How do experienced nurses do it to memorize everything? - page 3

by NursingBro

7,785 Views | 30 Comments

Tomorrow is my third day of orientation and I want to show them I can be a great nurse even though I am very new. How do you experienced nurses remember at what time all patients were sitting, out of bed, and all information... Read More


  1. 0
    Quote from NursingBro
    I am learning so much on allnurses.com

    Can anyone fill this up with dummy info? I want to see what type of information experienced nurses would put.

    Room: 230
    Age: 57
    MD: Dr. Smith

    Dx: s/p open ex-lap

    V/S: q4
    Wgt: 10. k
    I&O: no
    Accu Check: no
    Lab: CBC q qm
    Xray: no
    Diet: Regular
    Activity: oob w assist
    Weight Bearing full:

    Precautions: confused after MN
    Thigh & Calf: ?
    CPM: n/a
    Bowel:Bladder: LBM yesterday, small formed
    voiding qs, offer urinal at nite r/t confusion
    Ortho floor, I gather!
  2. 0
    I write vitals, blood sugars, PRNs, dressing changes (as in): dsg 2000, adaptic, mepitel, Tyl ES X 2 1930. Short and sweet. I have many residents to remember, but I also don't want my "brain" cluttered.
  3. 0
    I take report on the census sheet listing my assignment - it already has name, DOB, MD, Dx and consults. I have a system for what info goes where in each section - diet, activity, code status, labs (abnormals only), assessment, etc.

    At the bottom (if there is at least an inch of blank space) I make 4 sections (or a however many patients I have, usu not more than 5)and label one with each bed. Here I note med and BS times, and can scratch charting reminders if I don't chart something in real time. I am trying VERY HARD to chart in real time - it slows me down in the morning, but I am always glad I did it by lunch time.

    My most important tool is my highlighter - I highlight things from report that I need to do or address during my shift (abnormal lab follow up, new IV, coumadin order, dressing change, which MD I need to chase down for another MD because-apparently-they-can't-call-each-other, etc)
  4. 2
    I always find it most helpful to chart as I go, that way I don't have to worry about what I did 12 hrs ago, however, I only ever worked ICU with 2 pt max, so have never taken care of 6-8 pts in a single shift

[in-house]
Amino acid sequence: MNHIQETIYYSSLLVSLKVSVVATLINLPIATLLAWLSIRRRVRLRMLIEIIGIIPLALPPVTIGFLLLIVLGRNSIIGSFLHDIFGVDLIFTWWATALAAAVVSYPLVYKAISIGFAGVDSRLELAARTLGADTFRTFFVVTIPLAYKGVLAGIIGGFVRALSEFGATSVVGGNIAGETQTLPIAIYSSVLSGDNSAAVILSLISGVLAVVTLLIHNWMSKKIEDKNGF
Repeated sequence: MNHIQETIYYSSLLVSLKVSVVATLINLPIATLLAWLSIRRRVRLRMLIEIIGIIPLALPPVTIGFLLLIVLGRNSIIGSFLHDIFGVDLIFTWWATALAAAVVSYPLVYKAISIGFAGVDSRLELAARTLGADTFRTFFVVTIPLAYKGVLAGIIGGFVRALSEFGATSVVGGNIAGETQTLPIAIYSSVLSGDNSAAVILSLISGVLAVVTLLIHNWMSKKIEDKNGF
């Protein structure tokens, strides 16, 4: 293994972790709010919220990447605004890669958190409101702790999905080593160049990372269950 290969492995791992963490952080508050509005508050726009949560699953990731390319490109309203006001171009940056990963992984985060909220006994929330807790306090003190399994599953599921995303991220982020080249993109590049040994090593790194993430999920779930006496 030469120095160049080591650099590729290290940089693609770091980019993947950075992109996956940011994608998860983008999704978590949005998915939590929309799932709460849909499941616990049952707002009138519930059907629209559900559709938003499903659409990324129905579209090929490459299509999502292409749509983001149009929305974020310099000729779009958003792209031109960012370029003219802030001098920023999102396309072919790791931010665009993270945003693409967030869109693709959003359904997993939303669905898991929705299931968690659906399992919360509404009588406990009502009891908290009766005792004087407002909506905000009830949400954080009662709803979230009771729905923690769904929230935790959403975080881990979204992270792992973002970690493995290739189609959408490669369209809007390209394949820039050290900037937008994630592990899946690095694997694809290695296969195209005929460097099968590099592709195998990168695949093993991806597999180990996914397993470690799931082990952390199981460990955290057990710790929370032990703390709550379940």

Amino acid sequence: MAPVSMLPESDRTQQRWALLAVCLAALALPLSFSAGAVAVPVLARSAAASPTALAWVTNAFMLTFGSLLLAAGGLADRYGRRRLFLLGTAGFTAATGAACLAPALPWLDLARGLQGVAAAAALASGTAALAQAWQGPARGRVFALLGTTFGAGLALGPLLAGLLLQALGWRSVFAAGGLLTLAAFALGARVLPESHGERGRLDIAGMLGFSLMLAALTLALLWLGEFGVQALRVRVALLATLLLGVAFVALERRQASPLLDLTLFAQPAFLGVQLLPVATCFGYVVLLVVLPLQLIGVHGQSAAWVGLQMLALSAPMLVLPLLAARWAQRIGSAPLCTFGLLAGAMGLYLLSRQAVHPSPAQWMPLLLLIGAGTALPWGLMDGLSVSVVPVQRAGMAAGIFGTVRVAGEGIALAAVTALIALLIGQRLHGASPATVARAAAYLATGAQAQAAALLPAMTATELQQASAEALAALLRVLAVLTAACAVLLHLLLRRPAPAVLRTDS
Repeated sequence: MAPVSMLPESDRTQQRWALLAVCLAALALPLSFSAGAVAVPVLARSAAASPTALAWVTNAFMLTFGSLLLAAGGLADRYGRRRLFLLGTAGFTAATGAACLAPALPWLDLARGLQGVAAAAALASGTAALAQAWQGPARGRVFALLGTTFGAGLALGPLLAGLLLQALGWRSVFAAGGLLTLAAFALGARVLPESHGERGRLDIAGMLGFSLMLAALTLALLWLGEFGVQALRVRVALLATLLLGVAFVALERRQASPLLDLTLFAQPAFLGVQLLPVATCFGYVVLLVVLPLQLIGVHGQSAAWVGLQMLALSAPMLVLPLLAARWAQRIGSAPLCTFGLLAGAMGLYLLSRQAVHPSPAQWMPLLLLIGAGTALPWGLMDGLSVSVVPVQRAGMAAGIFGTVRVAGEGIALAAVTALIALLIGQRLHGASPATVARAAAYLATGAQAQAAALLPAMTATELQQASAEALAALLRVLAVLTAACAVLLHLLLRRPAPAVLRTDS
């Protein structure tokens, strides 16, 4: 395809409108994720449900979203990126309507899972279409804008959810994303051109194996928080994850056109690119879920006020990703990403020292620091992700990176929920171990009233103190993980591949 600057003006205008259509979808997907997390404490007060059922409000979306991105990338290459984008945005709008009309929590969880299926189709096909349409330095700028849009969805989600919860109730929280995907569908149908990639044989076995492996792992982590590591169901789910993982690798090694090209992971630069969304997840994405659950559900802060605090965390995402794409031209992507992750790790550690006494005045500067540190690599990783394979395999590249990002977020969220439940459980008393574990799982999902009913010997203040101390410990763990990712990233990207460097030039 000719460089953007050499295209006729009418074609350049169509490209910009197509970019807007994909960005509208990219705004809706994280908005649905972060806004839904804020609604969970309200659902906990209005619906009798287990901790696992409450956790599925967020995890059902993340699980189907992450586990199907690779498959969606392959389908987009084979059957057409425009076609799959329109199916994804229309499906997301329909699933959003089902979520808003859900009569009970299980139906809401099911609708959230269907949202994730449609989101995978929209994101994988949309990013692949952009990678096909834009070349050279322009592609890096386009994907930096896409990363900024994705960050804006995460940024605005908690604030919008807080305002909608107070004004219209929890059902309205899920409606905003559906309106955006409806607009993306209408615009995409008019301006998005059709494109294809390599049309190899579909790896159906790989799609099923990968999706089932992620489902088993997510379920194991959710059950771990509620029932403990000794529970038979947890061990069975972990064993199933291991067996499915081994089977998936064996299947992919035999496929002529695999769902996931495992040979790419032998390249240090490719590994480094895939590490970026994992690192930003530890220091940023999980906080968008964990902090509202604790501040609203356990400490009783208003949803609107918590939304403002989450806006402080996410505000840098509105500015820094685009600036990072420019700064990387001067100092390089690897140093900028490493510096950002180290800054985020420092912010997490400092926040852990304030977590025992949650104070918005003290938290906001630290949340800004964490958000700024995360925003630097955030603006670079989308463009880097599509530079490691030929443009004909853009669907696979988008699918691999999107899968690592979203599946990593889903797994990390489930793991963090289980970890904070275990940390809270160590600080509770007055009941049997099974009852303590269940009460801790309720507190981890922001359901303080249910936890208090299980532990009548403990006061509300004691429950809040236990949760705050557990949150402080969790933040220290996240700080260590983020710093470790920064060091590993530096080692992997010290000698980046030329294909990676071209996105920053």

SoldierNurse22 and Aurora77 like this.
  5. 0
    It's about experience. In due time, a lot of it will become like second nature to you. There is NO rushing it. There is only learning well, one step at a time. What I liked was looking for information related to the kinds of patients I had had during a particular week. And this was in the days before Internet. I was in the hospital or university library learning what I could. I also had some good mentors. But there is just no replacement for experience + continued learning/(over) time. Rushing it is harmful. Start with the basics in terms of assessment and safety and the nursing process. It will come in time.
  6. 0
    Also, there is a moderator on this site that has some great report and organizational sheets for new nurses. She's really nice, but I'm fried and I can't rember her name right now. I'll think of it.
  7. 0
    Got it. Her name is Esme12 . She's a mod here, and I've seen her post some really sweet "helps" sheets more than a couple of times.


    Ooops! LOL

    I scrolled back and saw that she already beat me to it. Look at her Word file sheets. Good stuff!
  8. 1
    After you develop a routine, it gets a lot easier to remember the things you did.
    BrandonLPN likes this.
  9. 0
    I depend on my brain sheet too, but it helps to only concentrate on the abnormals. If a pt has a CBC and CMP, I don't waste brain cells worrying about a WNL CBC when I have a K+ of 2.9. The exception to this is lab values or VS that I need to know before medicating a pt. If I'm giving a pt dig or cardiac drugs, I make a mental note of their pulse and/or BP. If the pt gets warfarin, I make a mental note of their INR. I don't consciously remember or ignore any facts; my brain just seems to automatically weed out the information I don't need.

    It comes with practice. Don't sweat it; at first, just write down everything you think you'll need to remember. In time, you'll find that you remembered without looking at your brain. When I first started as an RN, I was amazed at how much information everybody could remember. My head spun even when writing everything down. Now it's just second nature. You'll get there too.
  10. 0
    once you get report from the prior nurse and go ahead and make your rounds and put a face to a name you will remember whats going on with that pt. just do what has been posted prior. like on my report sheet that I took from the other nurse I will write silly little reminders about what happened that day and what tests were done and vitals and so forth. majors I always write down because then at the end of the shift its easier to write my nurses note or pass on all necessary info to the nurse. You will get the hang of it. We all do. And when your getting report ask questions ?!!?!? It will help you.


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